I lift my hands to you in prayer. I thirst for you as parched land thirsts for rain. Come quickly, Lord, and answer me, for my depression deepens. Psalm 143:6-7 NLT
Many people experience small bouts with it at winter’s onset; others do battle with it more often.
SAD—or seasonal affective disorder—was first named by Norman Rosenthal and his colleagues at the National Institute of Mental Health in 1984. Symptoms include oversleeping, overeating, difficulty waking up, lack of energy, trouble concentrating, and withdrawing from friends, family, and social activities.
SAD and other types of depression result from medical, self-inflicted, circumstance-related, or Satan-instigated sources. Conquering it is possible, but how?
Consult the proper Source. David’s present depression was circumstance-related and Satan-instigated. God anointed him as Israel’s king, but prior to assuming the role he faced jealousy and life-threatening tactics from the sitting king. He found himself running for his life.
God is our ultimate emotional healer when we’re depressed. Our efforts toward restored health should include praying for guidance, searching His Word for comfort, socializing with those holding common beliefs, and confiding in trustworthy Christian acquaintances. When God directs—and when conditions warrant, we may need to visit a medical professional for counseling and/or medicine.
Admit helplessness. Depression often brings with it feelings of “darkness” and confinement, as if lingering under an ominous cloud that neither dissipates nor delivers rain.
I’ve taken a few cave tours in my lifetime. While I enjoy being able to ponder underground structures, there’s one part that makes me nervous: when the guide turns out the lights. What if they don’t come back, or what if the flashlight batteries die and he has no extras? Darkness is eerie; absolute darkness is nerve-racking.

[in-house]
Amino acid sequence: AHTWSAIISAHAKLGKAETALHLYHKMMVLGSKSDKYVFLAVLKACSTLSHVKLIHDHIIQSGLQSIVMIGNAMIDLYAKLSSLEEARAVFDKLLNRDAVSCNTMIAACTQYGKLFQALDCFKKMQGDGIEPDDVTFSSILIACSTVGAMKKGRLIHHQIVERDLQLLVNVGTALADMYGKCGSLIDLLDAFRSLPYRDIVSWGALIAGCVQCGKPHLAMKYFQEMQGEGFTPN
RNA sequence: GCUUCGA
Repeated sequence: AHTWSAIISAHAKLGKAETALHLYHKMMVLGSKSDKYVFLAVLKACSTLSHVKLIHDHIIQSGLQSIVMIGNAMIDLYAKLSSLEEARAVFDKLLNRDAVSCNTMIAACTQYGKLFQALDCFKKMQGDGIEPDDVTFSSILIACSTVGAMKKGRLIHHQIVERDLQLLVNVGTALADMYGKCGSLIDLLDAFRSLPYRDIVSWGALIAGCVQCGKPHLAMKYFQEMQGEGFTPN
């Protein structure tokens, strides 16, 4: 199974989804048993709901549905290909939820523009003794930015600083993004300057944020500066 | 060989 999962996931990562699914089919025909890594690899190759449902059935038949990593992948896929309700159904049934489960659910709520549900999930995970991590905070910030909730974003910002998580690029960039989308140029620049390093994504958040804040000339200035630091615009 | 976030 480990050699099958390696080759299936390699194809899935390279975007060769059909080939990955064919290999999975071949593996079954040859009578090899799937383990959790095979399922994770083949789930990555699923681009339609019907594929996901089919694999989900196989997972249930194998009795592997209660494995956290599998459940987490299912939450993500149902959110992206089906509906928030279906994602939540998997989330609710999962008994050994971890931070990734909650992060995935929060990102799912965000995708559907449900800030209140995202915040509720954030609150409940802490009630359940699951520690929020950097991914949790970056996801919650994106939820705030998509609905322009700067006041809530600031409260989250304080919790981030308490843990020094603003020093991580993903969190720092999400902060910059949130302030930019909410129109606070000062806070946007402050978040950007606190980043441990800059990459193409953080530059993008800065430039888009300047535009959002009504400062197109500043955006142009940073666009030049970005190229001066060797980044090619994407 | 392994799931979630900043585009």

David was a darkness expert. He slept in it as a young man while tending his father’s sheep, and he hid in it in a wilderness cave because a jealous king wanted him dead.
Helplessness isn’t easy to admit. We’re more likely to have an attitude of “There’s nothing I can’t conquer.” But like the addict who must confess their addiction before help can be effective, so conquering depression involves admitting to God we’re helpless to overcome without His assistance.
Examine your relationship with God. Charlie was a good girl. Though her father rarely darkened the church doors, her mother made sure she and her brothers attended. When a teenager, she accepted Jesus as her Savior at a church revival and after graduation married her high school sweetheart. They soon entered full-time Christian ministry.
But somewhere along the way, Charlie changed. Her love for church dwindled, and her new friends led her down roads taking her away from God. She began experimenting with sinful behaviors which accelerated her downhill slide. Eventually, Charlie walked out on her family.
David once ventured into forbidden areas after becoming king and discovered what Charlie did: sin never delivers what it promises. He attempted to enjoy life with lies, sexual immorality, and murder—but inherited only depression and God’s discipline.
Disobedience can be a major cause of a believer’s depression. Anytime we choose to walk away from God, an emotional struggle develops. If not quickly settled by confession and repentance, our emotional war will be lost to depression. Sin always takes us farther than we want to go, keeps us longer than we want to stay, and costs us more than we want to pay.
If you’re struggling with depression, approach the right Source, admit your helplessness, and confess any sinful behaviors.
Prayer: Father, draw us to You when the dark clouds of depression hover over us.